I am drawn to the importance of place. With several colleagues I have been in many juicy discussions, and rituals to help feel more present and in rhythm with the land on which we meet and live. From ancient stories carried through thousands of years, like the one below, to a simple attention to what my local surroundings smell and sound like, to a sensing of a place’s energetic history. To be present and available with each other, I am finding this attention to place deeply enriching. To invite place as participant — this opens me and others to much more than would otherwise be so.
With thanks to Lauri Prest, a friend and colleague in Ontario, as well as her colleague, Michael Jones. Together, they recently hosted a cafe for the Canadian Index for Well Being. The day was spent in conversation with 100 others sharing stories about what we care about in our communities and how it affects our health and hearts. It began with a native story teller.
As you mentioned – Sherry was our opening native speaker and story teller. I wanted to share a few words about how the sense of place is held among Sherry’s people – in their story all place is meeting – it is carried in the mythology of Minjikaming, the home of the Chippewa First Nations and the land where the conference was held and Sherry calls home.
Minjikaming means “ keepers of the fish fence” The fence is located in the Narrows a small channel that links two large lakes just a mile or two down the shore from our conference site. For 5000 years the tribes came from long distances every winter to live on the fish that were caught in the fish weirs there . It is where they met the first European settlers many of whom were suffering from physical emotional and spiritual impoverishment and helped restore them to health – over centuries the story of meeting was carried not only as a bridge to unite the diversity of tribes and cultures – this story was also carried in the gentleness of the soil, the wind, the water, the light and the sky.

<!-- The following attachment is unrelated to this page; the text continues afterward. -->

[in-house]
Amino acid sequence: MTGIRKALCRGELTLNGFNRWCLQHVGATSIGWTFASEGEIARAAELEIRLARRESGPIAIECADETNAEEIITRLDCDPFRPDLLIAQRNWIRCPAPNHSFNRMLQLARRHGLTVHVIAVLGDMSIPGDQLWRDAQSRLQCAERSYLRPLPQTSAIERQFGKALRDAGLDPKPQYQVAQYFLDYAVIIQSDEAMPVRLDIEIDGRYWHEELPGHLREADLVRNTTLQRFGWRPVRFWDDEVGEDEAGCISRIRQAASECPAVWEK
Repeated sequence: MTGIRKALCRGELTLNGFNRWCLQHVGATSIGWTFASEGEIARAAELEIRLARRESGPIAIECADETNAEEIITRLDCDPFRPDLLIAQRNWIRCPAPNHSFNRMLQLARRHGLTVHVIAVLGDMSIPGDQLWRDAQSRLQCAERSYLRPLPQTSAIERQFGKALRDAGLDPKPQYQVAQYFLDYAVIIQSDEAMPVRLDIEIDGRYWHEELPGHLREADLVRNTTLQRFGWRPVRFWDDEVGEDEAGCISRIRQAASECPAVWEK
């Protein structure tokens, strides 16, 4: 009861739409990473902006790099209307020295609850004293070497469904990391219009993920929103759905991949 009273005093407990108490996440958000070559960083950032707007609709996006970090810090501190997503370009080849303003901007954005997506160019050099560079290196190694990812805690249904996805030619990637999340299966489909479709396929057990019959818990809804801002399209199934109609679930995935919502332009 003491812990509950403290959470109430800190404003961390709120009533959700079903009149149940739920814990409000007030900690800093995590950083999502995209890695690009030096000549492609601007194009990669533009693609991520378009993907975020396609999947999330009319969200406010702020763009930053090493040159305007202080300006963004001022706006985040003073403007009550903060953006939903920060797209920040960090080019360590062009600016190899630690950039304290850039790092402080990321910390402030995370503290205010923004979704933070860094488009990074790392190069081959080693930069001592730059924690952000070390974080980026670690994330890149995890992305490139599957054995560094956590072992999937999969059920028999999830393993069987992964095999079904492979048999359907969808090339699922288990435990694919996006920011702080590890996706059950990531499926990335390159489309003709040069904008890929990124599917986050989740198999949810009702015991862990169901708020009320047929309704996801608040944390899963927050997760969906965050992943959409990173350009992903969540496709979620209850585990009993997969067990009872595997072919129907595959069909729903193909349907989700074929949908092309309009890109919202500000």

Their land is also a meeting place – an ‘ecotone’ that marks the edge of the limestone plain and warm shallow lakes to the south with the hard granite cold trout lakes of the precambrian shield to the north. Sherry’s people learned to be masters of two worlds- to learn to hunt and fish and know intimately the complex ecology of each with its distinct fish, fauna, vegetation, and animal life.
– So when Sherry introduced her story with the words “Welcome ! you are now on indian land and need to do things in indian ways ” – it is this 5000 year story of meeting together that holds the ground of being of which she speaks. As you were invited to step outside for a time – to find a space that attracted you and let it speak to you – much as Sherry let her ancestors speak to her through the gravestone – it may have been this ancient story of meeting that spoke to you as well… carried in the fresh warm breezes and waters of Lake Couchiching that November afternoon. (Couchiching itself in Minjikaming is The Lake of Many Winds)
For the communities that make up North Simcoe Muskoka the regional launch of the National Index for Community for Well Being it is also an invitation to let the Minjikaming timeless story of the ‘meetings among the many’ serve as our new ground of being as well.